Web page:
In order for moss to thrive, it needs to be provided with a damp environment, which is why it tends to be most commonly found in forests, swamps, and other wet areas, where moisture builds and cannot escape. And while there’s no denying how attractive certain types of moss can be, it’s always an unwelcome sight when it begins to accumulate on your roof.
Though a highly common problem, roof moss should be addressed with a sense of urgency. Whichever roof moss treatment method you decide on, it’s a good idea to get to work on it as quickly as possible. It will need to be killed and removed, before preventative steps can be taken to ensure it doesn’t make a comeback.
In this article, we’ll be briefly touching upon all three of these moss removal stages.
Why Roof Moss Should Be Removed
Even if it adds a welcome aesthetic lift to your home, roof moss can cause serious damage. The most common problem associated with moss is the very slow but continuous lifting of the roof shingles, which happens when moss creeps under the shingles and continues its expansion. When this occurs, the roof (in whole or in part) is no longer able to provide full protection from the elements.
Rain finds its way into the woodwork of your roof and eventually leads to rot. In addition, a strong gust of wind could easily catch the lifted shingles and tear them straight off the roof. Over time, moss can also directly begin breaking down the integrity of the shingles themselves, reducing their ability to protect your home.
Killing Roof Moss
On the plus side, roof moss treatment can be approached in a number of ways and can usually be addressed successfully, if caught early enough. The severity of the problem will determine which approach suits your needs best, though it’s always worth starting with the simplest methods and moving on from there.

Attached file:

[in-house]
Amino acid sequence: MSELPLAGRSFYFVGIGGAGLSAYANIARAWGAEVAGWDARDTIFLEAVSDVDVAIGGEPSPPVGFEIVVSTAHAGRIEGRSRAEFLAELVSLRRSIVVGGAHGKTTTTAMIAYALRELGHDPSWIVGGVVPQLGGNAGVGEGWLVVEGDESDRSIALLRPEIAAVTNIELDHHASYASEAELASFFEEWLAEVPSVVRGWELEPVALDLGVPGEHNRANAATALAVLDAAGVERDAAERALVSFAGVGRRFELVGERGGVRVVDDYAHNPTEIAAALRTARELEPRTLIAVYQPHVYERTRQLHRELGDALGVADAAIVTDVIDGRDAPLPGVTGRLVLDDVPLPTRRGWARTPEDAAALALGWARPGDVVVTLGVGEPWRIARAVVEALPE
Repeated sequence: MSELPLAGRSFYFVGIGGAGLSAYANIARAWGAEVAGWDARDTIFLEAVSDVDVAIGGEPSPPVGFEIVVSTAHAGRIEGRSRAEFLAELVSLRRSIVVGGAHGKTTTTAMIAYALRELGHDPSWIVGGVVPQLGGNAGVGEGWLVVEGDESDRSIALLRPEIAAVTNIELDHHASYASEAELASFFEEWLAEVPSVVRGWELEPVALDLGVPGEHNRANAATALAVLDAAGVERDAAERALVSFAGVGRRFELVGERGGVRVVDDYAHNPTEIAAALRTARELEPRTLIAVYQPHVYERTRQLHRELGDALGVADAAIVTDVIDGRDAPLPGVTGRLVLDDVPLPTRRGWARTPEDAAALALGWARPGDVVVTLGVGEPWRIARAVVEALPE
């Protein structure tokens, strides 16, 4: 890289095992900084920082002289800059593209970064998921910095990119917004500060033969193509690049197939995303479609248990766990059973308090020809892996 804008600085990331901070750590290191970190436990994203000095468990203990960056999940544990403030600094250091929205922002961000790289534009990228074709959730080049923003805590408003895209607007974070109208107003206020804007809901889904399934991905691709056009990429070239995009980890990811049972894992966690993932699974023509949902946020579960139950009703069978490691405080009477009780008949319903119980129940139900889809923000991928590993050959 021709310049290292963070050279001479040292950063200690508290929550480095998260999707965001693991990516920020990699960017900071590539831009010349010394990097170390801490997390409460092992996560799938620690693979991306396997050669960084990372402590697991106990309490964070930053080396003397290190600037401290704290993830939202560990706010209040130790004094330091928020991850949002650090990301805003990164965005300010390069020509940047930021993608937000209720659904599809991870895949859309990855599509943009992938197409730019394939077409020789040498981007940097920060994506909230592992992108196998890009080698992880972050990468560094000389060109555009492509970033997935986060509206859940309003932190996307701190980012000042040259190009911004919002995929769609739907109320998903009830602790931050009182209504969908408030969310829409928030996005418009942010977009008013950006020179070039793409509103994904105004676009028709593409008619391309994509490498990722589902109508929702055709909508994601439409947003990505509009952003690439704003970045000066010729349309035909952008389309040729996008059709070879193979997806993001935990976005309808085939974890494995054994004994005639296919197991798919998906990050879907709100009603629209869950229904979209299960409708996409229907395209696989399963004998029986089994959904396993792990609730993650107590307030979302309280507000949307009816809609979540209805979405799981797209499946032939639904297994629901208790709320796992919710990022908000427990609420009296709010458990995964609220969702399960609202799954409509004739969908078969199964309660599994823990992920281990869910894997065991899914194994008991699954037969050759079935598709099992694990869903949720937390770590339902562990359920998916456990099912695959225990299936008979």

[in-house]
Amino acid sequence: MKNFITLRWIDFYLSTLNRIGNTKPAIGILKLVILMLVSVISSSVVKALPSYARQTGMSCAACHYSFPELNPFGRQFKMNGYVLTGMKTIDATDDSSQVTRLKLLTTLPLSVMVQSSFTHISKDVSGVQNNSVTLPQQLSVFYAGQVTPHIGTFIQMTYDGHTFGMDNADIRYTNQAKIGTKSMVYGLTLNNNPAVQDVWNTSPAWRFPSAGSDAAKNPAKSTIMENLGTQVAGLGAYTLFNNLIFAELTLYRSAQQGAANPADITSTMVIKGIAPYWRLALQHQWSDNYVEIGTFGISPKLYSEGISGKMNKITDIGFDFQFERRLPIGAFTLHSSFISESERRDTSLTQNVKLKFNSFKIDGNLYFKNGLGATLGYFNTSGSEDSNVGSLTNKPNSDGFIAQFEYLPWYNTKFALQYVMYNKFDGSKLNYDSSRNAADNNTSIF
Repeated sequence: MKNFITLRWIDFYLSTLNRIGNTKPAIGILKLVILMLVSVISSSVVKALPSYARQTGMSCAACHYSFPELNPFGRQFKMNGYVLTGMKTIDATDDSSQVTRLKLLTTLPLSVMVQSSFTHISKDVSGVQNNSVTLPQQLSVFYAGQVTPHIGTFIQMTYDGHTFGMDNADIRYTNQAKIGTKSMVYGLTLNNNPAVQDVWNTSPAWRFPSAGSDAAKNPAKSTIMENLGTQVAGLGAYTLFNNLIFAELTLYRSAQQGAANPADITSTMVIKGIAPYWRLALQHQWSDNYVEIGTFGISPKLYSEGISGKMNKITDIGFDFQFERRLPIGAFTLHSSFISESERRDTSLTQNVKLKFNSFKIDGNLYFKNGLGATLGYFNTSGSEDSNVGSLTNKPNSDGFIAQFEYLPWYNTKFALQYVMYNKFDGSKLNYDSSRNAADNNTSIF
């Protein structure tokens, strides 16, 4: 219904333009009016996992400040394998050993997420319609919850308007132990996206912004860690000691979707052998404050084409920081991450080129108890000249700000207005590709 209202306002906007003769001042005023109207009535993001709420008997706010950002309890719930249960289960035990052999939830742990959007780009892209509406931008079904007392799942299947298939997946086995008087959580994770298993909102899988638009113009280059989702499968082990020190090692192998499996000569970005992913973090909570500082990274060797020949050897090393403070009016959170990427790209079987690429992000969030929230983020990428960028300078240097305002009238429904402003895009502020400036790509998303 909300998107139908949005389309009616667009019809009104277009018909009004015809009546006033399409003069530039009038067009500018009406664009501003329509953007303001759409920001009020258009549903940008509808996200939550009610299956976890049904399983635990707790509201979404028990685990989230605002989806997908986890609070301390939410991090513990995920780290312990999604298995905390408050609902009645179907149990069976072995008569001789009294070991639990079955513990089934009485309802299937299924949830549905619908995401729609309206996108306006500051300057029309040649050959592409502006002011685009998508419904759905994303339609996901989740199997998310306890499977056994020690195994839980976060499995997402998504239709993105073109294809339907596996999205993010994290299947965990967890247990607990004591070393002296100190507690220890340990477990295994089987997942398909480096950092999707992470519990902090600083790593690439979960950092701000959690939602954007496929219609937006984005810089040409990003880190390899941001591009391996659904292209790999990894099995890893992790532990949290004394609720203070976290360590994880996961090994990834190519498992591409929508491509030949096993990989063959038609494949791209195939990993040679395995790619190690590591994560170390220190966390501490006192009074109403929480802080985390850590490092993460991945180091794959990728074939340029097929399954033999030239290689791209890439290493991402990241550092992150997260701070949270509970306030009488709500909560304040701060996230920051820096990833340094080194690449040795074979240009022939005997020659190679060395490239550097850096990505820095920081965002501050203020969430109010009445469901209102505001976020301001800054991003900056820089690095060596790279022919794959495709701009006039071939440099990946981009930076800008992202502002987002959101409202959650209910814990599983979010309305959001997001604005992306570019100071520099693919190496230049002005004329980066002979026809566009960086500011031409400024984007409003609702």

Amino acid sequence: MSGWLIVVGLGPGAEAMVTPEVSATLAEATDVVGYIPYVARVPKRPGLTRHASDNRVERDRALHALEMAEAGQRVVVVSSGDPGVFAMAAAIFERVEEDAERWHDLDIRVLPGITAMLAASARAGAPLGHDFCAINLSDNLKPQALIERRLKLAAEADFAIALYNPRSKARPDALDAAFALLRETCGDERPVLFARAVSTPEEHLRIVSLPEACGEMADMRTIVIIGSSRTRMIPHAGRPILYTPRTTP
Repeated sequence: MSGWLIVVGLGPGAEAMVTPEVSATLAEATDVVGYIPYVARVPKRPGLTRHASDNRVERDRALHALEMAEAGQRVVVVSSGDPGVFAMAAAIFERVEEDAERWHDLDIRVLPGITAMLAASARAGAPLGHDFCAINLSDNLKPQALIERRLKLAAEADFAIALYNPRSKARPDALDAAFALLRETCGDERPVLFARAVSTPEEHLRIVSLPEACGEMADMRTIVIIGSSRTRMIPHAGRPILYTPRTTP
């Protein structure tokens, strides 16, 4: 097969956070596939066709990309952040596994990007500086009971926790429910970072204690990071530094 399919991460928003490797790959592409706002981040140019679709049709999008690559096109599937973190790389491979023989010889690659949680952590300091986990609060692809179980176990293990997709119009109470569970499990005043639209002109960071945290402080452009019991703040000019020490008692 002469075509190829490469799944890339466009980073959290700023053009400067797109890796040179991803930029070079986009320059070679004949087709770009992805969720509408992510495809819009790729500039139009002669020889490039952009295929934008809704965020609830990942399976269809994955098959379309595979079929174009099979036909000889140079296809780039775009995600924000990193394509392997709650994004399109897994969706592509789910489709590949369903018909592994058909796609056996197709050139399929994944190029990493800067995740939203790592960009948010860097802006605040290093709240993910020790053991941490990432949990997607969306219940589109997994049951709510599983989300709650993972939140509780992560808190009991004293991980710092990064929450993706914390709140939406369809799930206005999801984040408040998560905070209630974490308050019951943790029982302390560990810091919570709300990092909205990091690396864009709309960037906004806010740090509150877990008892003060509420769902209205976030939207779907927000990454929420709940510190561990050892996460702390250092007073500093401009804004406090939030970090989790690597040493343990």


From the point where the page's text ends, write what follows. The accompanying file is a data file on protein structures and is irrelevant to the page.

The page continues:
The Big Brush-Off
For example, if you’re only just starting to notice a moss problem and there isn’t a lot of it to deal with, you might get away with simply brushing it off. This involves taking a standard sweeping brush with relatively stiff bristles and using it to dislodge the moss, before brushing it away. The bonus of this approach being that it requires no specialist tools and is much safer than clambering onto your roof for a more hands-on attack. If successful, complete the job by applying a high-quality moss remover soap to get rid of any remaining areas of stubborn moss.
There are plenty of liquid concentrate moss treatments available right now that work a treat on most roofs. In this instance, the benefit of stocking up on a quality concentrate is that it can also be used to remove moss on driveways, patios, and other external areas. Made with a cocktail of interesting ingredients, they have a powerful effect which not only kills the moss, but can keep your roof protected for up to 12-months. After using a liquid product to kill the moss, grab a sweeping brush to get rid of it.
The DIY Remedy
If store-bought chemicals aren’t your thing, there’s a pretty effective home remedy for moss that’s more than worth trying out. All you’ll need is plenty of very hot water and a good dose of sea salt. Take this hot saline solution, spray it all over the moss using a pump bottle and give it a good half hour or so. After this, brush away the dead moss and apply a second dose of the salt water and repeating the process for any areas that aren’t completely clean.
When it comes to preventing future moss buildup, we generally recommend investing in a simple zinc strip. When attached to the roof right at the top, any rainwater that hits it contributes to the creation of alkaline conditions as it runs down the shingles. This in turn makes it a wholly inhospitable environment for moss to grow. There are also various products containing zinc sulphate, which can be applied directly to the roof.
Commercial Weed Killer
A popular option but one that should be approached with caution. Weed killers certainly have the power to kill moss, but you need to think carefully about what exactly you’re spraying all over your home. Not to mention, what happen when the rain carries it off the roof into your garden and outside living spaces. If you do intend to use weed killer, look for something as safe and eco-friendly as possible.
Last but not least, it’s always worth considering stepping up to higher-quality shingles – many of which are now manufactured to prevent moss building. It’s a solution on the extreme end of scale, admittedly. But if you’re finding yourself dealing with troublesome moss time and time again, high-quality shingles could be an ideal solution.
If you still have questions, give us a call at 503-407-3346 or click here for more information.